Though there is much uniformity at the structural level, there is variety in the formation and arrangement of the archegonia and antheridia. The rest of this page will give an overview of the sexual reproduction cycle.
Getting sperm to egg
Once an antheridium has matured and contains viable sperm, the sperm need to get to the eggs in archegonia. The first step for the sperm to get out of the antheridia and the second is to then travel to the archegonia and fertilize the eggs within. Water is essential for both steps.
In some bryophytes a mature antheridium will hold free sperm, but more commonly that's not the case, Rather, each sperm is still held within the cell in which it formed. In such a case, when an antheridium opens, those sperm-containing cells are released and it is only at some stage after release from the antheridium that the single sperm, within each such cell, is liberated. Such liberation may take place shortly after the opening of the antheridium or as long as 15 minutes later, depending on species. In the following, the expression "sperm mass" will mean either a mass of free sperm or a mass of sperm-containing cells, when it's not essential to distinguish the two.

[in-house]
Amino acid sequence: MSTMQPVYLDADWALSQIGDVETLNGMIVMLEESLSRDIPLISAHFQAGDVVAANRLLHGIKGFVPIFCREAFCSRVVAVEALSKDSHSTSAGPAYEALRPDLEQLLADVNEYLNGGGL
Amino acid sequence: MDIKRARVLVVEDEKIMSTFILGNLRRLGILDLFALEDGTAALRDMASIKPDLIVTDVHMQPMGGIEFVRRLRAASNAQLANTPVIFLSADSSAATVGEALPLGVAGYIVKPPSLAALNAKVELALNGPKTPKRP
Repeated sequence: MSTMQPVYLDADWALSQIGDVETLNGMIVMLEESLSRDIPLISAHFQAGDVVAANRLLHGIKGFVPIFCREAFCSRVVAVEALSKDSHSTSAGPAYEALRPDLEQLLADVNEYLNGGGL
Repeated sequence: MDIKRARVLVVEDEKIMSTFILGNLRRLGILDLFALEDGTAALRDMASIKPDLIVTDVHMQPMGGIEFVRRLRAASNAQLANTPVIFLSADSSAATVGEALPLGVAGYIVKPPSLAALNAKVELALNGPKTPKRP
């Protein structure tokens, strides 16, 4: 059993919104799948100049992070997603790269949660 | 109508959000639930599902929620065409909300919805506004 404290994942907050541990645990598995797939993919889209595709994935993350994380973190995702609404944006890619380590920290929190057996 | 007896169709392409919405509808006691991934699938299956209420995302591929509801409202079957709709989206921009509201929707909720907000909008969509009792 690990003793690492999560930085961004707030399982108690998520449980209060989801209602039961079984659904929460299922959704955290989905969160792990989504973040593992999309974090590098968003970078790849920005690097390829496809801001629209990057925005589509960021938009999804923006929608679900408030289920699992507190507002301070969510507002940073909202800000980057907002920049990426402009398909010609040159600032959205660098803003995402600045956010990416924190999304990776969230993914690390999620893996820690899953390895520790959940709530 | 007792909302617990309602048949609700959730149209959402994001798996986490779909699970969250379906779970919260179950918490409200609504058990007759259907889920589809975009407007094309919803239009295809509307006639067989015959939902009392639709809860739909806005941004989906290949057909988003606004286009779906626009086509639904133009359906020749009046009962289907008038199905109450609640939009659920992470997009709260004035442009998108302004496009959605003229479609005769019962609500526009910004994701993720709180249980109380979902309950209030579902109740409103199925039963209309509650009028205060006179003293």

When a mature antheridium is moistened the cells at the apex absorb water, swell and finally burst or open in some way. The sperm mass inside a mature antheridium is under pressure. So, once an antheridium has opened, the sperm mass is forced out. In some bryophytes the force is enough to shoot the sperm mass into the air, allowing dispersal over a relatively wide area. However, in most cases the sperm mass simply oozes into the area around the antheridium and further dispersal is by some other means. While the entire sperm mass may sometimes be released during the forceful extrusion, release is more often a two-stage process. Typically a large percentage of the spore mass is quickly forced out by the built-up internal pressure, but a proportion remains within the antheridium and exits more slowly, over many minutes.